Fugly @ BLogging – paper or plastic?

October 8, 2008

HTTP Push (AKA Comet) with Orbited and Rails

Filed under: comet, http, orbited, push, rails — MrBrandon @ 11:06 pm

If you’ve messed around with HTTP push/Comet solutions you’ve probably discovered are a fair amount of free and commercial choices, most solutions a lot to be desired.

For Ruby and Rails specific solutions I tried juggernaut and shooting_star. The client component in both projects frequently didn’t know when they were disconnected from the server and consequently never tried to reestablish the connection. Meh…..

After a few weeks of frustration I discovered Orbited, a really good push server. It’s built with Python, but that matters little. It’s an agnostic daemon that integrates with whatever you like. Orbited ships with support for many protocols out of the box, including IRC, XMPP, and STOMP.

My needs were simple for the time being, so I went with STOMP. So if you want replicate my setup you’ll need to have Orbited + dependencies, a STOMP server and the stomp gem.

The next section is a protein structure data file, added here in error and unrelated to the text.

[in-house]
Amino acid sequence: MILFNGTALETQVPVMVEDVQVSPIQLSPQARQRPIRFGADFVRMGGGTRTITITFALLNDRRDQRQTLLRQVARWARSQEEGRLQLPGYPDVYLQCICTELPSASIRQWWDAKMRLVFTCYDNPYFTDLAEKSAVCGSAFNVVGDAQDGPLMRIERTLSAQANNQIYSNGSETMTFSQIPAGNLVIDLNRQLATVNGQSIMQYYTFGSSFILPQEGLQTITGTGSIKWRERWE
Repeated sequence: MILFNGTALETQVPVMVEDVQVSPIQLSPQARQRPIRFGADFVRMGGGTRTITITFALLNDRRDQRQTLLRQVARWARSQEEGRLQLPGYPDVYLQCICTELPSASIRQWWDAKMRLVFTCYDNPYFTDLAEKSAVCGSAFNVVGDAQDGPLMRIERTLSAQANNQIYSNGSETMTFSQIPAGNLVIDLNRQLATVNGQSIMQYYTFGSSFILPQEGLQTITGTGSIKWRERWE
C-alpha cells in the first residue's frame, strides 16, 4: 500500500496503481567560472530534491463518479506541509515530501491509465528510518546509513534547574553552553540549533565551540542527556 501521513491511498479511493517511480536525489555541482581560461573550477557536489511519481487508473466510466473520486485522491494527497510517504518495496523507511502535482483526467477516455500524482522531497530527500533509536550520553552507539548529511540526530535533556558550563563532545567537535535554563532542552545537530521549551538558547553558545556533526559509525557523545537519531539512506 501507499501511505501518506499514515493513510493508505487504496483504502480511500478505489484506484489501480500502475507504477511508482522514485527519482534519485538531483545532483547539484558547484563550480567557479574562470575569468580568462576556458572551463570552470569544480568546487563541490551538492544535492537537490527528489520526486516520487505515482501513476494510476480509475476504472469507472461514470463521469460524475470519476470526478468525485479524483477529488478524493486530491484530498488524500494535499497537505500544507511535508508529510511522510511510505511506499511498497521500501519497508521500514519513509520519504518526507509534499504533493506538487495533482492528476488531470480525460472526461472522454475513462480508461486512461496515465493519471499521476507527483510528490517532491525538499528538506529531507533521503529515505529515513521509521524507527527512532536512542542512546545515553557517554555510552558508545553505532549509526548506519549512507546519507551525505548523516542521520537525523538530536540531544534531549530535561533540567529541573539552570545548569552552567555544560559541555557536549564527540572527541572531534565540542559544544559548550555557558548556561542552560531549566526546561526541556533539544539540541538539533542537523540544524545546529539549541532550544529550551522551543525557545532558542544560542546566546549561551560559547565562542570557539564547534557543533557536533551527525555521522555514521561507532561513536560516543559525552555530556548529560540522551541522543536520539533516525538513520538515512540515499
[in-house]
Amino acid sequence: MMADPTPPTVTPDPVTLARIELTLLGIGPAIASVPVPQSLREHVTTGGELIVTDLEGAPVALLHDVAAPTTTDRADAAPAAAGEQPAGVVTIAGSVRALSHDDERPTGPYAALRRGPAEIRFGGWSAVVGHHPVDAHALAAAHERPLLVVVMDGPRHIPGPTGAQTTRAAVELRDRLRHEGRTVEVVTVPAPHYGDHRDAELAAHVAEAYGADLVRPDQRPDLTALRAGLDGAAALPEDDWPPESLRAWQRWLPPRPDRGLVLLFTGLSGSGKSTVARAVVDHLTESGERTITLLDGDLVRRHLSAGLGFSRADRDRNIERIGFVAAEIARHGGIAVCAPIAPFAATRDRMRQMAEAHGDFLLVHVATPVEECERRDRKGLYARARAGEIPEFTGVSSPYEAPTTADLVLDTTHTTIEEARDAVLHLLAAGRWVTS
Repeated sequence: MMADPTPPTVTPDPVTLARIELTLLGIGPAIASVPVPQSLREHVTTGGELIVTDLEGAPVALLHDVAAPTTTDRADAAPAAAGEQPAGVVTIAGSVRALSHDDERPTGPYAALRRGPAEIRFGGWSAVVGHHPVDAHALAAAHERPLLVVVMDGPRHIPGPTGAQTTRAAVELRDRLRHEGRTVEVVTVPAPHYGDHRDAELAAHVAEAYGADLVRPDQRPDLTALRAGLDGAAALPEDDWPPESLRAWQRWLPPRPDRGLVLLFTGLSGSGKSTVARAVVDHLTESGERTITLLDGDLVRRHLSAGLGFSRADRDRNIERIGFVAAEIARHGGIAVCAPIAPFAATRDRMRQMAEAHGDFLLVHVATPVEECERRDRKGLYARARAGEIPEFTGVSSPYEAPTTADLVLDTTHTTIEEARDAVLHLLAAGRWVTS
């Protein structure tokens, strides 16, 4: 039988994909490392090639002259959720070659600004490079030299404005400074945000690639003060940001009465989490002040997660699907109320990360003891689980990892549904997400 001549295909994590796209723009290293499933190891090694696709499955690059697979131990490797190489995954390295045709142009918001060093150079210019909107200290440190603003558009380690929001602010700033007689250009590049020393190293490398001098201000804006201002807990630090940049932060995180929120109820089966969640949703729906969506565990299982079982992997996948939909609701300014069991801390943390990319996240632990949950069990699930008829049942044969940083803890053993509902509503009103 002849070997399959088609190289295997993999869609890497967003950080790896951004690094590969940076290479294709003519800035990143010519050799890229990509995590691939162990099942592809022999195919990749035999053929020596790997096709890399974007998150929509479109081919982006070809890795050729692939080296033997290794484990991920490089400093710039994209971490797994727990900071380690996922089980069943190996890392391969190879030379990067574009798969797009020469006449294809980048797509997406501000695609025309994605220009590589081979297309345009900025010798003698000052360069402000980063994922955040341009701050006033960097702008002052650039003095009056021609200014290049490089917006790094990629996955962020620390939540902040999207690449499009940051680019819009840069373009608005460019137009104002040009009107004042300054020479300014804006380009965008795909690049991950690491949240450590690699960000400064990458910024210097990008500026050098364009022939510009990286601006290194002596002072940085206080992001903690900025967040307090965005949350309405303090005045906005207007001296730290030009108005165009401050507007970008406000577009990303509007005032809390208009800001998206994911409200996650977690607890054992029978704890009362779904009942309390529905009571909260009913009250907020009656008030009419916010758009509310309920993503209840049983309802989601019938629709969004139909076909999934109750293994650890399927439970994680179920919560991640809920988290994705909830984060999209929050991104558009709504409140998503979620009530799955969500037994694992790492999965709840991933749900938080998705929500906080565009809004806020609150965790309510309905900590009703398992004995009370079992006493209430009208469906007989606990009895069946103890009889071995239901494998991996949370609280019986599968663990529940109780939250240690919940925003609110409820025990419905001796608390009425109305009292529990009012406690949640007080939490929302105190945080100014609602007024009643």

Before you dive in, this example is not a guide to proper architecture. It’s purpose is to show you how all the moving parts fit together.

I’m on Ubuntu 8.04, so lets rock n’ roll!!!!!

Orbited + dependencies

sudo apt-get install python2.5-dev
sudo apt-get install python2.5-twisted

Now follow these instructions:

http://orbited.org/wiki/Installation

On the last step I went with simplejson

STOMP Server

easy_insta
ll morbid

You can use any STOMP server you like though

Orbited Config

# Example Orbited Configuration file

[global]
reactor=select
# reactor=kqueue
# reactor=epoll
proxy.enabled = 1
proxy.keepalive = 0
session.ping_interval = 40
session.ping_timeout = 30

[listen]
http://:8500
# uncomment to enable ssl on port 8043 using given .key and .crt files
#https://:8043
#
#[ssl]
#key=orbited.key
#crt=orbited.crt

[static]

[access]
* -> localhost:61613
* -> your.public.ip.or.domain.com:61613
#localhost:8000 -> irc.freenode.net:6667

[logging]
debug=STDERR,debug.log
info=STDERR,info.log
access=STDERR,info.log
warn=STDERR,error.log
error=STDERR,error.log

#Don't enable debug by default
enabled.default=info,access,warn,error

# Turn debug on for the "Proxy" logger
[loggers]
#Proxy=debug,info,access,warn,error

Star ‘Em up!

sudo orbited –config=/path/to/your/orbited.cfg

sudo morbid

NOTE – you’ll have to find your own way to run these in the background in production. I use screen. There are better options and I plan to change that soon.

The Gem

sudo gem install stomp